Some studios would have you believe that the best way to impress gamers might be to have bombastic set pieces, incredible visuals, or bosses so challenging you just have to keep trying and failing to beat them. The Might Quest for Epic Loot doesn’t possess any of these, but rather aims to keep players castle crawling to do exactly what the title says, and it works.
Mighty Quest for Epic Loot could be described as an isometric, third-person click fest that has you taking your standard knight, mage, archer, or axe wielding medieval Gothic punk, and clicking your mouse until the lovely little enemy loot piñatas explode with their rewards and you move on to claim the castles “loot room”. While not a complicated or convoluted concept, Mighty Quest doesn’t aim to overwhelm players in any aspects, but delivers depth on many fronts.
The loot collected throughout your journey comes in the form of gold and life force, both of which will benefit your own castle creation, a feature that certainly changes the landscape of the game, and creates numerous reasons to stay invested in the title. The beginning of the game is easy enough, showing you the ropes and helping the player understand the core concepts behind what to do with your gold, and how to upgrade your character and castle. The tutorial shows you the basics of character progression, equipping the found items like new weapons, accessories, and armors, and gives a good peek at what you need to do to be successful in the land of Opulnecia.
Shortly after completing the brief tutorial, players are free to attack any castle they please. This is where the core gameplay differs from most in Mighty Quest. A player is granted their own castle, from which they can launch attacks against other castles generated by the game, or by other users. An attack is not so much a siege or warfare setup, as it is more of a selection of which castle to enter, and attempt to clear of various enemies ranging from spiders to giants. Some of the most interesting aspects of the game are seeing what other players will come up with, just to keep their gold squarely in their loot chests.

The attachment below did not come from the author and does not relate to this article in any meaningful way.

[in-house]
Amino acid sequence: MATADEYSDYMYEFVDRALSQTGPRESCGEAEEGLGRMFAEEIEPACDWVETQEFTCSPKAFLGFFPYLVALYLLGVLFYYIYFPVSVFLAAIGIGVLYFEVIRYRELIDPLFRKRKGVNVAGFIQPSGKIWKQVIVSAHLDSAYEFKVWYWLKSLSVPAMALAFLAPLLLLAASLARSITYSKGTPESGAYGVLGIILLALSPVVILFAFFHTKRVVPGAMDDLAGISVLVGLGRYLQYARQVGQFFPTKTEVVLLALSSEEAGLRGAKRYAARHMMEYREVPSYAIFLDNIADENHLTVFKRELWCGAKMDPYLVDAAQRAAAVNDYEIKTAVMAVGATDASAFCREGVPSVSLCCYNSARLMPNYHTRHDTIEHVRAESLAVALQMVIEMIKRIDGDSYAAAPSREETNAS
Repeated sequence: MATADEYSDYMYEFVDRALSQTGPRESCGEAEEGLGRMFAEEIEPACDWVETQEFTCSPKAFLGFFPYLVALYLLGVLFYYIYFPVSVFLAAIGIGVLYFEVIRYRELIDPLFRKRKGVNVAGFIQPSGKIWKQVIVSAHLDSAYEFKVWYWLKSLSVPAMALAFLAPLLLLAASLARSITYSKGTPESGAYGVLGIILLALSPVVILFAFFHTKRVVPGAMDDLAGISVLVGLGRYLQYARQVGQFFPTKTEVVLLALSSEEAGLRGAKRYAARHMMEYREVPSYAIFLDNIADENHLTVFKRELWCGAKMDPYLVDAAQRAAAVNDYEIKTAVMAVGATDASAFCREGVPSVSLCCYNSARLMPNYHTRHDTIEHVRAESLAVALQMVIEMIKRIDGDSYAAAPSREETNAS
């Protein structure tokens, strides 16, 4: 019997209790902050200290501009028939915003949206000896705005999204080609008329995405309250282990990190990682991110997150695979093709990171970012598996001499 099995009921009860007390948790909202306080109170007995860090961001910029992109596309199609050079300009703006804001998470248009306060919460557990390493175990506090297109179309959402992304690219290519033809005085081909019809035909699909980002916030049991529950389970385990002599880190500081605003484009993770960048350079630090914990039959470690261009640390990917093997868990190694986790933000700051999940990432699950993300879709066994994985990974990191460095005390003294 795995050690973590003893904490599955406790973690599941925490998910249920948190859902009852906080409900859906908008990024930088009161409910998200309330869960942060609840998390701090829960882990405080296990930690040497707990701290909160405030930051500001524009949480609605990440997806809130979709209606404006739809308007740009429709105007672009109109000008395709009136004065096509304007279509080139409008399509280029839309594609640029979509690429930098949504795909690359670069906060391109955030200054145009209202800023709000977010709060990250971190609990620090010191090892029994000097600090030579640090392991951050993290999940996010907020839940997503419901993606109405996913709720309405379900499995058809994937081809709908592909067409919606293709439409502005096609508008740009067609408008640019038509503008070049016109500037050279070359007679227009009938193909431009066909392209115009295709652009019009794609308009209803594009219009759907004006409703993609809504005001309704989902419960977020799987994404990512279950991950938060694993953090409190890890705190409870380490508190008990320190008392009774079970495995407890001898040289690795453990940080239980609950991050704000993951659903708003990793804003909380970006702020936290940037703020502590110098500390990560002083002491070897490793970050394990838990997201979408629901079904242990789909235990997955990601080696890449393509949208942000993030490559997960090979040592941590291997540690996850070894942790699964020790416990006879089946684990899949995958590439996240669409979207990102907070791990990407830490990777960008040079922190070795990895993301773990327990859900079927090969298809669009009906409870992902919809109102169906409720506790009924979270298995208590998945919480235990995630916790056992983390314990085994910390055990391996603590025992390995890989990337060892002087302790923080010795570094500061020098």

Castle creation and maintenance provides a surprising amount of a depth and replayability that might not be expected upon launching the game and fighting through the first few dungeons. We found that there was a good amount of planning and tactical awareness going in to the design of our castle, traps, and summoned beasts that we placed, to ensure that other players would not have an easy go at our castle heart. This is the core anxiety inducing element of Might Quest, in that you know someone will try to attack your castle, and you know that they will kill a few of your poor little “derps”. You also know that if you place this mine just right, and this fire trap at the right angle, you can trap them and finish them off. This all sounds well and good until everything you worked on is sidestepped by the gap you left between the wall and your mine’s effective range, and you choke on the sour taste of defeat as a stranger runs off with your gold.
Mighty Quest could also be described as unique in that the game’s sense of humor and art style are a perfect fit: poking fun at the genre, while also just being plain charming in all aspects of it’s delivery. It was cool to see our punk-goth girl play her giant scythe like a guitar, or throw up devil horns, while surrounded by dead skeletons. The characters will spout context specific lines much more entertaining than “blue elf needs health” and can provide a bit of polarity to the hectic combat. The humor is present where it needs to be and doesn’t seem to be forcing anything down your throat or trying too hard either. You see creature names like “derp” and Snott Killgram that might go unnoticed by most just clicking on the enemies to kill them quickly, but do provide a subdued sense of detail and thought in the design. These slight plays or nods to other works are endearing, and make the air leave your nostrils at a slightly quicker rate than normal.
While Mighty Quest for Epic Loot isn’t going to take home any prizes for graphical fidelity or exceptional narrative, it doesn’t aim to, nor does it want to. Mighty Quest does what it does very well, being a dungeon crawler that gives players healthy rewards for continuing their quest. Mighty Quest is also one of the best examples of how to do Free to Play and the ever controversial microtransactions correctly. The game doesn’t punish you for not paying for more gold or currency, you can absolutely have a great time in the game without paying real world money. The motivation to spend money would come from your enjoyment of the game, and rest assured, you’ll get that.
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Joe also puts more opinion oriented articles on Hip Fire Gaming, a site he co-founded in order to progress the idea of positivity and dialogue about gaming, along with quick snippet news stories on the Hip Fire YouTube.